Because of carbs' impact on blood sugar and insulin, consuming a carb-heavy meal not only leaves you feeling a bit sluggish post-meal, but it will also leave you hungry a couple of hours later.
When you combine fast-digesting carbs with protein or just snack on protein alone, it can increase satiety and improve appetite regulation, thus helping you eat less and boost weight loss.
One study published in Nutrition Journal investigated the effects of a high-protein snack compared to a high-fat snack on appetite control, satiety, and subsequent food intake in healthy women.
Researchers found that the high protein snack (14g pro/25g CHO/0g fat) improved appetite control, satiety, and reduced food intake better than the high-fat snack 5.
How To Use Carbs And Protein To Lose Weight
Not sure how to incorporate carbs and protein into your day to maximize weight loss? Follow these principles:
Be Strategic With Your Timing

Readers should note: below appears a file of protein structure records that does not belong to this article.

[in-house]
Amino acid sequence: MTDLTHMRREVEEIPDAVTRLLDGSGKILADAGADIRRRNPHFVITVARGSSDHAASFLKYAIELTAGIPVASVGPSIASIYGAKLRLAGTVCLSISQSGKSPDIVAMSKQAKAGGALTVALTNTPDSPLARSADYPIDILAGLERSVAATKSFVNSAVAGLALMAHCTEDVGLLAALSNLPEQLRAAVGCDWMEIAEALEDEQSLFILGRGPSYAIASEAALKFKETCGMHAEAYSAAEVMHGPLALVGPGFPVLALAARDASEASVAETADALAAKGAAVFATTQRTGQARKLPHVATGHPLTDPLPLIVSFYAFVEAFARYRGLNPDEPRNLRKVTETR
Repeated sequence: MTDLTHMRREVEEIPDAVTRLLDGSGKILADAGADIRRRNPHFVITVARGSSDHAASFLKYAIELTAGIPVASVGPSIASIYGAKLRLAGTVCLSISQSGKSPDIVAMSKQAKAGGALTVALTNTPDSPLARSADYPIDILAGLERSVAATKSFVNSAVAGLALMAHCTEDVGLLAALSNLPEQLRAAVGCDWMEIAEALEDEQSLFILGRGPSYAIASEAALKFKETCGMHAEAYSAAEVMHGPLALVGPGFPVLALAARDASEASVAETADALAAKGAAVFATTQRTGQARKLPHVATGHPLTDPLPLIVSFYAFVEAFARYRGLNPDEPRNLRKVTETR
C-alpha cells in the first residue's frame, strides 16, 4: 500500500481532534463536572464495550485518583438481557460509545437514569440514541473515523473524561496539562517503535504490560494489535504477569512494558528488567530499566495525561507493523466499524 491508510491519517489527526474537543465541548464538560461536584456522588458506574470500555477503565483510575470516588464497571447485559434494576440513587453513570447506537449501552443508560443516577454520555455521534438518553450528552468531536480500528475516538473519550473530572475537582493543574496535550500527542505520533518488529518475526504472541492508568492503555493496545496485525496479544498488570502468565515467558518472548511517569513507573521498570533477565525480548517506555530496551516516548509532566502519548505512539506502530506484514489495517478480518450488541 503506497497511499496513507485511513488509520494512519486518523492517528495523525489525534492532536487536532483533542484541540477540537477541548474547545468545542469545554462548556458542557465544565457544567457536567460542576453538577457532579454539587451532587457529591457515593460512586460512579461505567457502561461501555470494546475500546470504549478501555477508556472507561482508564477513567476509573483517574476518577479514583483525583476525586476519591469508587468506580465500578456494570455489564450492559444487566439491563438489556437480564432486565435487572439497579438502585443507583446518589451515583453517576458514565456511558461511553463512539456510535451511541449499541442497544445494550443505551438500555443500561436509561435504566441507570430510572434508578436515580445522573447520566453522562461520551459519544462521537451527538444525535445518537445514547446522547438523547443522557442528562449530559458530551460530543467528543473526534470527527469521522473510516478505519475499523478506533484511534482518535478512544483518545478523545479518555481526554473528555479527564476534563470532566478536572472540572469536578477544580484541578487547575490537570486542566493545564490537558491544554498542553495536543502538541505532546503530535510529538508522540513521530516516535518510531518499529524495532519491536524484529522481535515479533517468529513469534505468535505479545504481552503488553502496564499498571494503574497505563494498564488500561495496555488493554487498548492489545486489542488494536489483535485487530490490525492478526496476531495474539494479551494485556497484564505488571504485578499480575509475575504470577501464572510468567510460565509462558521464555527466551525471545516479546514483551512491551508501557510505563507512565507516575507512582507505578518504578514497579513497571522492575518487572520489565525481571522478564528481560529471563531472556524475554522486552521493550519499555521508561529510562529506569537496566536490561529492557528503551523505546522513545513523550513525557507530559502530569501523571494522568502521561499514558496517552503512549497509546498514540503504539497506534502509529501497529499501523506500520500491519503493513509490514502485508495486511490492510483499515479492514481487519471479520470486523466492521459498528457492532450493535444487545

If you're looking to avoid weight gain from excess energy, you need to be strategic about timing your carb intake. Protein can be consumed at every meal, but to make use of the carbs you're consuming and prevent storage, eat them around your workouts.
Either pre- or post-workout, the carbs will go towards fueling your workout or replenishing depleted glycogen stores and helping muscle recovery rather than being stored as fat if they're not utilized during the day.
If you're opting to time your carbs around strength training, opt for more complex, low-glycemic carbs pre-workout—think sweet potatoes, yams, root vegetables, quinoa, etc.